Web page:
New Comcast ‘On Demand’ Show Seeks To Find Missing Children

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Nautica Baker

Thirteen-year-old Nautica Baker is considered an “endangered runaway.”

Her family members haven’t seen or heard from her since they reported her missing from Clayton County on July 27, 2010. Since then, her description (a black female with green eyes and brown hair, approximately 120 pounds and 5 feet 6 inches tall) had been plastered on the National Center for Missing & Exploited Children (NCMEC) website. The Clayton County Police Department has continued to investigate Nautica’s case.

A relatively new “first-of-its-kind public-service initiative” by Comcast aims to help find her and other missing children. “Every year, an estimated 800,000 children are reported as missing in the United States and an average of 400 girls in Georgia are commercially, sexually exploited each month,” said Cindy Kicklighter, Comcast director of communications for the Atlanta region.

The cable company in January launched “Missing Kids On Demand,” an “on demand” format show, and a website –– www.xfinity.com/news/missing/kids –– that makes information about missing children available to millions of Comcast video customers nationwide. “Basically you tune into channel one, go to the on demand network and it’s under the get local folder,” said Comcast Director of Marketing Taylor Nipper. “The cases are split up by name and because it’s on demand you can watch it when you want. We saw this as a great way to provide a public service to the community and our viewers.”

NCMEC Executive Director Robert Lowery echoed a similar sentiment. “This is a very powerful tool for us,” he said. “It allows us to target certain market areas and the impact is much more far reaching. In 1984 our recovery rate [of missing children brought back home] was 62 percent; today it’s 96 percent. Innovative outlets like this give us the ability to connect quickly. We consider that our key to success.”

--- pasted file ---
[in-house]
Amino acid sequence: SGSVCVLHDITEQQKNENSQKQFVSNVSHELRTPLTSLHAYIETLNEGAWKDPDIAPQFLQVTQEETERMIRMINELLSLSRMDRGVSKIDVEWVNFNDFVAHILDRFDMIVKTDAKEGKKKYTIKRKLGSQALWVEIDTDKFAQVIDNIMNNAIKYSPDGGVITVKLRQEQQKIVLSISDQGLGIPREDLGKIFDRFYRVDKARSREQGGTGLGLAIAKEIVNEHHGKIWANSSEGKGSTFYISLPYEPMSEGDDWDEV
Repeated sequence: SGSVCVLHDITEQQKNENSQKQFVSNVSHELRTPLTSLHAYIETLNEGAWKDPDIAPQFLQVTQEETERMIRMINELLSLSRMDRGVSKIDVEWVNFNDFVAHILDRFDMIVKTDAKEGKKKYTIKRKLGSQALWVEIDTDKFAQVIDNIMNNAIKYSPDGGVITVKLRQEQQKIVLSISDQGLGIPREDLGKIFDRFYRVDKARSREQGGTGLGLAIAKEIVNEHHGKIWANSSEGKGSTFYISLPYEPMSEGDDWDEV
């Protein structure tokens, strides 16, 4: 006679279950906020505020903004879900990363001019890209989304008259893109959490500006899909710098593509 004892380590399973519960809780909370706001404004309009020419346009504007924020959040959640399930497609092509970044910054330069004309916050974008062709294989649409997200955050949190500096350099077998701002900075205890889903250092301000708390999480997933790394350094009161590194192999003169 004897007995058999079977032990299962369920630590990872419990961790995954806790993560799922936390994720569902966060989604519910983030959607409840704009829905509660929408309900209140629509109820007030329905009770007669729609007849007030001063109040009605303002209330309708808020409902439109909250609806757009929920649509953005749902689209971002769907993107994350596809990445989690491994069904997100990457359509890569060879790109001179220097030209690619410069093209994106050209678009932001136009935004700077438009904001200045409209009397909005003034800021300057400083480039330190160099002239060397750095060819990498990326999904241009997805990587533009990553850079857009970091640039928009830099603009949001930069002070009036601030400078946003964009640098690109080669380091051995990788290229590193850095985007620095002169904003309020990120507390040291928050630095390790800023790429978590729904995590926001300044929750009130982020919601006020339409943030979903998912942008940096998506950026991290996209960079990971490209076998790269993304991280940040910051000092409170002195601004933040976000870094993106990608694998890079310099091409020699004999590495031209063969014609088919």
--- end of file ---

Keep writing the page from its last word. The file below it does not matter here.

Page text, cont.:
Produced in partnership with NCMEC, the show features 20 video profiles at a time, chronicling missing-child cases from across the nation. Each video airs for 12 weeks and includes relevant details about the child’s case, including the name of the missing child, the city from which he or she disappeared, possible whereabouts, likely abductors (if any) and photos. An age-progressed photo showing what he or she may look like at a more recent age is shown in cases where the child has been missing for a long period of time. “The best way to help find a missing child is to get the message out as broadly as possible,” said

The public service initiative is modeled after Comcast’s “Police Blotter On Demand,” a show created in partnership with local law enforcement authorities that profiles local “most wanted” criminals. “That was sort of the impetus for this; we began discussing ways we can assist the community through the on demand format,” Nipper said. “Since its launch in November 2006, “Police Blotter On Demand” has profiled more than 1,400 fugitives and has led to more than 90 criminal captures.

So far none of the children featured have been found, but representatives from both Comcast and NCMEC said they are optimistic that the show will ultimately help crack some cases. “This creates a new avenue to help us locate missing children,” Lowery added. “We’re excited about the possibilities.”

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Got a juvenile justice story idea? Contact JJIE.org staff writer Chandra R. Thomas at cthom141@kennesaw.edu. Thomas, a former Rosalynn Carter Mental Health Journalism Fellow and Kiplinger Public Affairs Journalism Fellow, is an award-winning multimedia journalist who has worked for Atlanta Magazine and Fox 5 News in Atlanta.

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